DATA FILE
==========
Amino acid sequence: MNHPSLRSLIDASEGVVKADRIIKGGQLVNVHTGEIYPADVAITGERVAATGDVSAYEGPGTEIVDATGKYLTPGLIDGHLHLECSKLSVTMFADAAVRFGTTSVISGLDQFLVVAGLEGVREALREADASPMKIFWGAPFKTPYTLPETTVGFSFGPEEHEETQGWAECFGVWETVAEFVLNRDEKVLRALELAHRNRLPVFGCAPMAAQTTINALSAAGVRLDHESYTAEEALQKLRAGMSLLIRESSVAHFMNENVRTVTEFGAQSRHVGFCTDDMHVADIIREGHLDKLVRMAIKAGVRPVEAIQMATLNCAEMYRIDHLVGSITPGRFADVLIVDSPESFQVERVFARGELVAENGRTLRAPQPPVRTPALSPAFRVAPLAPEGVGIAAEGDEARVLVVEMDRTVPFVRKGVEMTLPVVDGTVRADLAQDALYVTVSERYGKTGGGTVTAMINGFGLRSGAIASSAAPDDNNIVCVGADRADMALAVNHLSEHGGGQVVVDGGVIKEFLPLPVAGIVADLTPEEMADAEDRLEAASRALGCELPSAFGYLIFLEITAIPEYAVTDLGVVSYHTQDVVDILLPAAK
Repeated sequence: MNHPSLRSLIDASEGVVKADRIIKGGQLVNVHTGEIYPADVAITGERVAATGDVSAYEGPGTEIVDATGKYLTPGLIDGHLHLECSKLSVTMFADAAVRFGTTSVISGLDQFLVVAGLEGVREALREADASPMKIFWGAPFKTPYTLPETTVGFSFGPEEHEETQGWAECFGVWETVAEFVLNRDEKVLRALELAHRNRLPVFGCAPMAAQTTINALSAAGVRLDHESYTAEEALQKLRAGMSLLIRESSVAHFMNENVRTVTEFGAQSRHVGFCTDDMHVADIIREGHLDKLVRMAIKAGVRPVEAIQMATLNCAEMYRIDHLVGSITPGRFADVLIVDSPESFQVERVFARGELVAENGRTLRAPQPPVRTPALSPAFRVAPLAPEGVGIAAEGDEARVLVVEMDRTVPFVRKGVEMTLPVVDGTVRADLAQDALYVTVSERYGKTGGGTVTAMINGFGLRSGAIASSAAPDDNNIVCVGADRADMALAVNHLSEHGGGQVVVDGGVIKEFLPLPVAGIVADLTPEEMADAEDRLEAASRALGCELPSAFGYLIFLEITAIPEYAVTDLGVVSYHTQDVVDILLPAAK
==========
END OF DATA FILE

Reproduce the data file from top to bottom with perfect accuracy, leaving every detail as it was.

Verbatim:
Amino acid sequence: MNHPSLRSLIDASEGVVKADRIIKGGQLVNVHTGEIYPADVAITGERVAATGDVSAYEGPGTEIVDATGKYLTPGLIDGHLHLECSKLSVTMFADAAVRFGTTSVISGLDQFLVVAGLEGVREALREADASPMKIFWGAPFKTPYTLPETTVGFSFGPEEHEETQGWAECFGVWETVAEFVLNRDEKVLRALELAHRNRLPVFGCAPMAAQTTINALSAAGVRLDHESYTAEEALQKLRAGMSLLIRESSVAHFMNENVRTVTEFGAQSRHVGFCTDDMHVADIIREGHLDKLVRMAIKAGVRPVEAIQMATLNCAEMYRIDHLVGSITPGRFADVLIVDSPESFQVERVFARGELVAENGRTLRAPQPPVRTPALSPAFRVAPLAPEGVGIAAEGDEARVLVVEMDRTVPFVRKGVEMTLPVVDGTVRADLAQDALYVTVSERYGKTGGGTVTAMINGFGLRSGAIASSAAPDDNNIVCVGADRADMALAVNHLSEHGGGQVVVDGGVIKEFLPLPVAGIVADLTPEEMADAEDRLEAASRALGCELPSAFGYLIFLEITAIPEYAVTDLGVVSYHTQDVVDILLPAAK
Repeated sequence: MNHPSLRSLIDASEGVVKADRIIKGGQLVNVHTGEIYPADVAITGERVAATGDVSAYEGPGTEIVDATGKYLTPGLIDGHLHLECSKLSVTMFADAAVRFGTTSVISGLDQFLVVAGLEGVREALREADASPMKIFWGAPFKTPYTLPETTVGFSFGPEEHEETQGWAECFGVWETVAEFVLNRDEKVLRALELAHRNRLPVFGCAPMAAQTTINALSAAGVRLDHESYTAEEALQKLRAGMSLLIRESSVAHFMNENVRTVTEFGAQSRHVGFCTDDMHVADIIREGHLDKLVRMAIKAGVRPVEAIQMATLNCAEMYRIDHLVGSITPGRFADVLIVDSPESFQVERVFARGELVAENGRTLRAPQPPVRTPALSPAFRVAPLAPEGVGIAAEGDEARVLVVEMDRTVPFVRKGVEMTLPVVDGTVRADLAQDALYVTVSERYGKTGGGTVTAMINGFGLRSGAIASSAAPDDNNIVCVGADRADMALAVNHLSEHGGGQVVVDGGVIKEFLPLPVAGIVADLTPEEMADAEDRLEAASRALGCELPSAFGYLIFLEITAIPEYAVTDLGVVSYHTQDVVDILLPAAK